On the latest episode of the BadChristian podcast, Underoath’s Spencer Chamberlain, Aaron Gillespie and Tim McTague talk about their recent reunion, as well as the events that lead up to Gillespie’s original departure in 2010. “I was going through a lot of weird emotional shit,” admits Gillespie, the band’s drummer/vocalist. “I needed to be medicated; I had this crazy anxiety. [Laughs.] It’s so weird to talk about now in my 30s, but I always thought something was wrong with me. So I just spent all of my time on tour with Underoath kinda’ thinking I was dying or was sick, and it sounds funny to say, but I really made that a polarizing thing in my life. Like, ‘These guys were out to get me and they think I’m an asshole,’ and I was an asshole, to be frank. Looking back on it now, it’s so childish and immaterial to what was happening when they were trying to help me all along. I was sick, like, mentally sick, and I know that sounds way dramatized, [but] I have never really talked about this before.”
He later touches on the specific events surrounding what was presumed to be his final show with Underoath, which took place in Milan, Italy, on April 6, 2010. “I just thought I was sick. I don’t even remember what the hell it was; some bullshit disease that I dreamed up. I had just kept missing soundchecks and I would take a weird taxi to some strange-ass hospital. Tim sat me down with everyone else and said, ‘Dude, this is a selfish action.’ I don’t really remember the logistics of the conversation, or what exactly was said, but the reality of it was true. You know people always have that cheesy saying, ‘The truth hurts,’ and I was like, ‘Shit, I’m pissed now.’ Then I somehow rationalized in my brain that I was actually sick and actually had to leave, and I was like, ‘Well, screw it, I’m done.’ It was a really knee-jerk reaction for me. I guess I’ve never really given a correct answer [to why I left], but the truth is that I was just mentally stupid. When I go back and think about it [now], it’s just so strange.”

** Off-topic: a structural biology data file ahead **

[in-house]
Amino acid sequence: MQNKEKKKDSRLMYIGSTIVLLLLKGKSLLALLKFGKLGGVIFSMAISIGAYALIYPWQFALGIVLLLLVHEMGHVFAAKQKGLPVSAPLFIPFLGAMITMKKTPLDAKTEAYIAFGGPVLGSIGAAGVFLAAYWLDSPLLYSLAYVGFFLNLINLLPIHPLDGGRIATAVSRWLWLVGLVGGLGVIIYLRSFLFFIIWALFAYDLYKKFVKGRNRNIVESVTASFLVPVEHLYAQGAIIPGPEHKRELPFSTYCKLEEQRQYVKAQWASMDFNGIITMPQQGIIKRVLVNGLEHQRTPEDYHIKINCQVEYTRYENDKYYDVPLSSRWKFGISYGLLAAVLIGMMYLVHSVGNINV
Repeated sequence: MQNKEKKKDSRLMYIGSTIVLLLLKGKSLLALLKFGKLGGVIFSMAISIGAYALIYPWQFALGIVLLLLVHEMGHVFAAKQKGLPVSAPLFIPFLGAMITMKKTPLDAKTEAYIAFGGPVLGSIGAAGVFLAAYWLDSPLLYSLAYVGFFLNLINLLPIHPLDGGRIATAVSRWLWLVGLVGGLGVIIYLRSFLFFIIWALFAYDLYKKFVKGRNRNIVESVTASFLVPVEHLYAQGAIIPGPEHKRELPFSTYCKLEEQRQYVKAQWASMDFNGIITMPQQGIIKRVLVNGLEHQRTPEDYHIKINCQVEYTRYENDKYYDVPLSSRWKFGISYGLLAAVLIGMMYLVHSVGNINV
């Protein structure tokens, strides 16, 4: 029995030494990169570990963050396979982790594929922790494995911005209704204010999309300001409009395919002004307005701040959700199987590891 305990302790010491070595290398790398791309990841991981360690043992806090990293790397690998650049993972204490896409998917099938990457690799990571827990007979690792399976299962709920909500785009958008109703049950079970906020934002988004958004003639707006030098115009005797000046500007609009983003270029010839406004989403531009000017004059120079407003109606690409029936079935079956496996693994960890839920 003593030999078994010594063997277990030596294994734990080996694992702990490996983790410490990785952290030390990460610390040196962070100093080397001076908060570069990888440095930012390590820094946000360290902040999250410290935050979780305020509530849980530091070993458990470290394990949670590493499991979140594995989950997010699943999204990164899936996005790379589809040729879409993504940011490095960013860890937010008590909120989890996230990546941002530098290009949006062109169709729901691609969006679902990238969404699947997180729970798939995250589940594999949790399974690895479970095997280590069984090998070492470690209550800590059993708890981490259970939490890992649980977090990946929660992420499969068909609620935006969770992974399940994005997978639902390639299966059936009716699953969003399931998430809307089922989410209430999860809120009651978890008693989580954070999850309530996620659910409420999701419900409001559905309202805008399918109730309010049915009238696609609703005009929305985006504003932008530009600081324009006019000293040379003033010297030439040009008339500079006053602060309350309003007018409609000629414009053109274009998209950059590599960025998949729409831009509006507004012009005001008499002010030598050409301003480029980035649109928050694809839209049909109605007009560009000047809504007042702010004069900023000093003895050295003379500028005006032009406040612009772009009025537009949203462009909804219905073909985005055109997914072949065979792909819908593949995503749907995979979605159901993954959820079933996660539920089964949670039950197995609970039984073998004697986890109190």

Both Spencer and Tim later chime in and claim that Underoath as a whole wasn’t always a healthy entity. “I remember the last conversation I had with Aaron as a member of Underoath, and it was so brutal,” confesses McTague. “Looking back, it’s all water under the bridge, but some of the things that were said were just… no one was acting right. And it was a lot easier to say the guy who has the actual ‘problem’ is the cause of all this, y’know?” He later continues, saying, “It’s a really cool thing to look back on and go, ‘We were all piles of shit [who] were just trying to work our stuff out.’”
Last month, Underoath announced that they will embark on a full U.S. reunion tour in the spring of 2016. Each night, both They’re Only Chasing Safety and Define The Great Line will be performed in their entireties, along with “some special treats.”
“I hated the idea of Underoath being ‘over’ and I’m not sure what we are, but we are all friends again and that’s really the most important thing,” says Chamberlain. “That being said, we felt like now is a great time to do a tour and celebrate Define The Great Line turning 10.”
Created by current Emery members Toby Morrell and Matt Carter, along with former bassist Joey Svendsen, BadChristian is a thriving community that focuses on interacting with culture from an alternative Christian point of view. They do so by being transparent, entertaining, honest and artistic. Their book, Bad Christian, Great Savior, is available for purchase now.
Take a look back at this video of Underoath doing a signing at the AltPress tent during Warped Tour 2009.